Interest rates could fall by one per cent tomorrow, experts predict, as the Bank of England moves to tackle the deepening recession in the UK.
The question seems not to be will the Bank of England's Monetary Policy Committee cut the base rate when it meets on Thursday, but rather by how much? Opinion is divided amongst economists, with most expecting a cut of 100 basis points while those less optimistic predict a cut of 50 basis points.
With interest rates
already down to three per cent – their lowest level since 1955, after two consecutive cuts – the full one per cent cut would bring them down to just two per cent for Christmas, the lowest level since 1951.
If the Bank goes even further and cuts rates by more than one per cent, this will mark the lowest rate in the history of the Bank of England
since it was created 314 years ago.
From a survey conducted by Citywire of leading economists, the majority were leaning towards a one per cent cut in tomorrow. Fund manager and chief economist at Ignis Asset Management, Stuart Thomson, told Citywire that he expects the full one per cent cut because "Everywhere the bank looks the economy is in recession", and inflationary pressures have been easing recently, which were previously hindering the MPC from offering significant cuts.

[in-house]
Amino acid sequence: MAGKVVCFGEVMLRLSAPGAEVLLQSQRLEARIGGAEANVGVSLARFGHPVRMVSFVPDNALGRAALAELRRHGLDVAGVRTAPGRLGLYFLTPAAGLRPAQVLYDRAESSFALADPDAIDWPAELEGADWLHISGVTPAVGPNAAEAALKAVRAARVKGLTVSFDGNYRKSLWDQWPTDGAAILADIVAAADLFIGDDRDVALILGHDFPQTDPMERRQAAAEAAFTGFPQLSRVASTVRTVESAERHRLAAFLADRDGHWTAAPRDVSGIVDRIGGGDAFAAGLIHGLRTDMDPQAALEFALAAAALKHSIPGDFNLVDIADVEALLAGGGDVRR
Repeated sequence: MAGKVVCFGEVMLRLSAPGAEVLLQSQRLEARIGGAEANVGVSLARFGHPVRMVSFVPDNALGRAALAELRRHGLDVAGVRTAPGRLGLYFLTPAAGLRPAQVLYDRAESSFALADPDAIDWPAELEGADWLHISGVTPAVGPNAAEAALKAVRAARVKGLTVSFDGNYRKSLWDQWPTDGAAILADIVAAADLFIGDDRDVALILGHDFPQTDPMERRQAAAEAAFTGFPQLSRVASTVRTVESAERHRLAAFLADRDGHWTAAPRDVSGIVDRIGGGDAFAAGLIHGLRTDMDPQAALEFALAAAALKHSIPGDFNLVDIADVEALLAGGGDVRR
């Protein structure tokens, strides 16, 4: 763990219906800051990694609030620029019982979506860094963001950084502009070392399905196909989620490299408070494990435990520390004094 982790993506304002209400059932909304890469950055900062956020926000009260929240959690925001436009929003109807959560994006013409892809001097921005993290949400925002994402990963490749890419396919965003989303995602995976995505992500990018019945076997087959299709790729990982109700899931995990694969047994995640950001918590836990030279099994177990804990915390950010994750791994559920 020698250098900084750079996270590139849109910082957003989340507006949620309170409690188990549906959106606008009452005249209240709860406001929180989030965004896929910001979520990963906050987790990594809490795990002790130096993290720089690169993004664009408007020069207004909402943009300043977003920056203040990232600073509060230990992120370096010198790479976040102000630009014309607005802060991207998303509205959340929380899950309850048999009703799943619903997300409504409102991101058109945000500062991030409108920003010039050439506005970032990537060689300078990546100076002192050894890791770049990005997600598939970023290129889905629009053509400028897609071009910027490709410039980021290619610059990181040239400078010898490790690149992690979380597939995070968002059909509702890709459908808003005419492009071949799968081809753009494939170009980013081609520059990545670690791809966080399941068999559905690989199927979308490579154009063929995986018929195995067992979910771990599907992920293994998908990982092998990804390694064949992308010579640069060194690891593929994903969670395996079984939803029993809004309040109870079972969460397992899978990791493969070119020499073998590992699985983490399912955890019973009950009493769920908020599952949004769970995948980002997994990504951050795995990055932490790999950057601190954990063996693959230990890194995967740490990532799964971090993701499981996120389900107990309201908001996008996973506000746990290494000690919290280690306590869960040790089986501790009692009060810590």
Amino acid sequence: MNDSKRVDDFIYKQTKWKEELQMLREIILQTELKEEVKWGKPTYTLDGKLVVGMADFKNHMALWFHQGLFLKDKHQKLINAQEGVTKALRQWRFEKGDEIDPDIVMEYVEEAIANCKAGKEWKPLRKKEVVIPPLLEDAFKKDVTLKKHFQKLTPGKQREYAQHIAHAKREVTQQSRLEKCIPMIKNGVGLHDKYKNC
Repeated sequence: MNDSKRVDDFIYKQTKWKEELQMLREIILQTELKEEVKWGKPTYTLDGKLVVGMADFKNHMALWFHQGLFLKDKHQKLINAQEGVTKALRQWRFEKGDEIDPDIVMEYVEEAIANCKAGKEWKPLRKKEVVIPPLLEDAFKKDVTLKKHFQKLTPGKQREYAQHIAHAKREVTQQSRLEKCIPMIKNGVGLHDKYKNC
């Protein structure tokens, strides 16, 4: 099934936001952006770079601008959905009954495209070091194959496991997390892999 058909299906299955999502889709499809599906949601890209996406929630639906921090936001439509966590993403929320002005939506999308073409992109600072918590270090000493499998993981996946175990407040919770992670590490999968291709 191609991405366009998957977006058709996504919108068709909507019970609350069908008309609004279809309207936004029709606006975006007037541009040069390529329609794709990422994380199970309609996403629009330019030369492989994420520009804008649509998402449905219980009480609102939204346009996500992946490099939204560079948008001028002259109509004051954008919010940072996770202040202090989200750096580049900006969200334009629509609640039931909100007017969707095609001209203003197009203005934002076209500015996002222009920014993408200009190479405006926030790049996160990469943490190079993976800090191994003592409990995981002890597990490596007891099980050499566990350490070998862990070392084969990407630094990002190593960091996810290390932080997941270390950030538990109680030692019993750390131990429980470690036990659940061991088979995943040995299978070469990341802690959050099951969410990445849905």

Stephen Heath, chief executive of FairFX.com, also thinks that the MPC will cut rates by one per cent based on the poor performance of the pound this week, yesterday suffering its worst fall against the dollar in one day since 1992 as it battles against weak manufacturing and mortgage data.
He said that "another rate cut in the 100 basis point region is almost inevitable as policy makers try to revive the economy by any means necessary."
The Association of Mortgage Intermediaries is calling on the MPC to give the full 100 basis points cut to bring relief to cash-strapped mortgage
borrowers and to ease lending conditions. It is also asking for wider interventions from the Government in the mortgage market.
A one per cent rate cut is "essential", according to AMI director Robert Sinclair, "to keep the wider economy moving forwards in combination with the initiatives announced in the pre-Budget report last week."
This is not enough, however, to have the positive effect needed to get the mortgage market moving again, he added – "We want to see the Chancellor's in-principle support given in the Pre-Budget Report put swiftly into action."
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